One of the biggest trends is the use of the jet sweep. It asks a receiver—usually a smaller, quicker guy from the slot—to motion across the formation from one side to the other. It's like an end-around or reverse, but instead of the receiver motioning behind the running back in the backfield, he runs parallel to the line of scrimmage. The ball is snapped before the receiver reaches the quarterback, and the receiver is given the ball in stride to try to outrun defenders to the edge.
The Arizona Cardinals announced Friday that Blaine Gabbert will start at quarterback Sunday against the Houston Texans, which means fantasy owners pegging their hopes to Larry Fitzgerald and Adrian Peterson could be in for something of a rollercoaster ride. In 40 career starts, Gabbert has completed 56.0 percent of his passes for 7,351 yards, 38 touchdowns and 37 interceptions. He's also averaged a middling six yards per pass attempt over that span. Needless to say, those numbers aren't inspiring.
Jay Gruden and the Washington Redskins may consider an 8-8 finish an accomplishment given how injuries have wrecked their 2017 NFL season. Some, including Grant Paulsen of 106.7 The Fan, believe a .500 finish would be a creditable achievement in light of the injuries and the strength of Washington's schedule, even though it would mean a third year out of four with no playoffs on Gruden's watch.
Muck Rack makes it simple to find people, tweets, or articles that mention any name, keyword, company, hashtag etc. We've compiled this guide to help you make the most of your search.
Selecting a term
Start searching tweets, articles from media outlets, articles mentioned in tweets, journalists'
names, titles and bios with some suggested searches:
Companies or Topics (e.g. iPhone, Microsoft)
Phrases (e.g. "cloud computing") — use quotes to keep the terms together
Twitter handles (e.g. @username) — returns those who have mentioned or replied to
Names (e.g. "David Pogue")
Hashtags (e.g. #sxsw, #london2012)
Bio details (e.g. vegan, Olympics, father)
Muck Rack's Advanced Search allows for many boolean operators.
Find results that mention multiple specified terms, use AND or
+. For example, ensure each result contains both Elon Musk and Mark Zuckerberg by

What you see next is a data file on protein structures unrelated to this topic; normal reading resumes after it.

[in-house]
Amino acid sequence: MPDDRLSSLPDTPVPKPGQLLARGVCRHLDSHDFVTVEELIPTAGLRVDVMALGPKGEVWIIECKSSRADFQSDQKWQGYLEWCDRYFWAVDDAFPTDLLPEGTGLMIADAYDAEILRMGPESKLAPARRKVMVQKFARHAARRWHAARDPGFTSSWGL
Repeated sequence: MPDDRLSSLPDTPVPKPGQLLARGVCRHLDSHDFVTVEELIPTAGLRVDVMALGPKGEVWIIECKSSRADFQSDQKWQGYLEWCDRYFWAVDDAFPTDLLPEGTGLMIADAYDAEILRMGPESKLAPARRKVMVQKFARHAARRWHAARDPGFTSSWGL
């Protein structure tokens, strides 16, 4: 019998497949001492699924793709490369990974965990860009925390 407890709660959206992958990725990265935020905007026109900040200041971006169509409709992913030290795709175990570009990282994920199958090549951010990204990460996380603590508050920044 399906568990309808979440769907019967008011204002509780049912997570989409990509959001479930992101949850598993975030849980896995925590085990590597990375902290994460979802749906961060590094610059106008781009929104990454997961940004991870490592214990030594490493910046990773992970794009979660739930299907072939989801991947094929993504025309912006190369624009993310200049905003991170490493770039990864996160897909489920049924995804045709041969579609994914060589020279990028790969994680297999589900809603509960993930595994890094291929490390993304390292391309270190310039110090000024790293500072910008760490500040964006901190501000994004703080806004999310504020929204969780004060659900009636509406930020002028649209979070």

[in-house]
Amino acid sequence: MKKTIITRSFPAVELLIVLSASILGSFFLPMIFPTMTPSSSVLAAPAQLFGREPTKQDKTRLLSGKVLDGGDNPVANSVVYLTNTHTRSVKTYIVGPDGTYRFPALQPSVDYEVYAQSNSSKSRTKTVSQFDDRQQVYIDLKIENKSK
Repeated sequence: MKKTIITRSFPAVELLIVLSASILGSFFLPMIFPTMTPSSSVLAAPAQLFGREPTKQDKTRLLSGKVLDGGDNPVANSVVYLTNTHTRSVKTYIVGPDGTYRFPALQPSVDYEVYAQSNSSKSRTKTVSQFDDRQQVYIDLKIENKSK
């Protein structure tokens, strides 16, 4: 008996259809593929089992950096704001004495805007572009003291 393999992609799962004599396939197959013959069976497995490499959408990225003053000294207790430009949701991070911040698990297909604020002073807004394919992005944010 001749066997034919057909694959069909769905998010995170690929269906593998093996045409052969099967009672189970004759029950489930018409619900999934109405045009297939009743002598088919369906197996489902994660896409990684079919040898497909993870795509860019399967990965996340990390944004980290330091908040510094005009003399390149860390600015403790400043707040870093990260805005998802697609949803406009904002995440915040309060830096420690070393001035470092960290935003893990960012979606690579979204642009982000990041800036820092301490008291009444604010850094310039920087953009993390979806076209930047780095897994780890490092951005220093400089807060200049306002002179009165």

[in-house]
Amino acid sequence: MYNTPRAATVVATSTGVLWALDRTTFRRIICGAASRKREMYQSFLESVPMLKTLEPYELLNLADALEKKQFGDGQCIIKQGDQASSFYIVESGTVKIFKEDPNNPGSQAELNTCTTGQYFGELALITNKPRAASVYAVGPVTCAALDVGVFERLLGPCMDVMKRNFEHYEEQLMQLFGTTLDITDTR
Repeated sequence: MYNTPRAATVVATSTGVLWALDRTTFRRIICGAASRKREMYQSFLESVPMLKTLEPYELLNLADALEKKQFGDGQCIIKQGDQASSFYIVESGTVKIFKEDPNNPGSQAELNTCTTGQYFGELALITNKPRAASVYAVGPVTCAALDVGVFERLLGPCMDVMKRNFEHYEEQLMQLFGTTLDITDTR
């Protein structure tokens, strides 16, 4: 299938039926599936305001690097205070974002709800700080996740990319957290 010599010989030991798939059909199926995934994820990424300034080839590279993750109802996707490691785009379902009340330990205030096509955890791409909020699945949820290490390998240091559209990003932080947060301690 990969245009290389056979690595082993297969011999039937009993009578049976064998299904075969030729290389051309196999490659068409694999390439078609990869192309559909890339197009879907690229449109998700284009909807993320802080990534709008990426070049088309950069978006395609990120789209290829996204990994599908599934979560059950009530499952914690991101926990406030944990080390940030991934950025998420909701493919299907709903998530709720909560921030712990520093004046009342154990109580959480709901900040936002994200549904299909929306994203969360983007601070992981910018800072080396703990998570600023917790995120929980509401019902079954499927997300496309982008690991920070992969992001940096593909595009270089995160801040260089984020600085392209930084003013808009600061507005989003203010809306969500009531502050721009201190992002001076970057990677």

searching Musk AND Zuckerberg or Musk + Zuckerberg.
Use the operators OR or , to broaden your search when you'd like either of
multiple terms to appear in results. (This is the default behavior of our search when no operators
are used). For example, results will contain either cake or cookie by searching cake OR cookie or cake,cookie
Use NOT or - to subtract results from your search. For
example, searching Disney will yield results about the Walt Disney Company as well as Walt Disney
World Resort. To exclude mentions of Disney World, search for Disney -World or Disney
When using one of these operators with a phrase, enclose it in quotation marks. For example, you can
find results about smartphones excluding Apple's iPhone 4S by searching smartphone -"iPhone
Exact case matching or punctuation
If you're searching for a brand name or keyword that relies on specific punctuation marks or capitalization, you can
find results that match your exact query by adding matchcase: before the keyword you're searching for, like matchcase:E*TRADE .
Use parentheses to separate multiple
boolean phrases. For example, to find journalists talking about having fun in Disney World or
Disneyland, search for ("disney world" OR disneyland) AND fun.
An asterisk can be used to search for any variation of a root word truncated by the asterisk. For example, searching for admin* will return results for administrator, administration, administer, administered, etc.
A near operator is an AND operator where you can control the distance between the words. You can vary the distance the near operation uses by adding a forward slash and number (between 0-99) such as strawberries NEAR/10 "whipped cream", which means the strawberries must exist within 10 words of "whipped cream".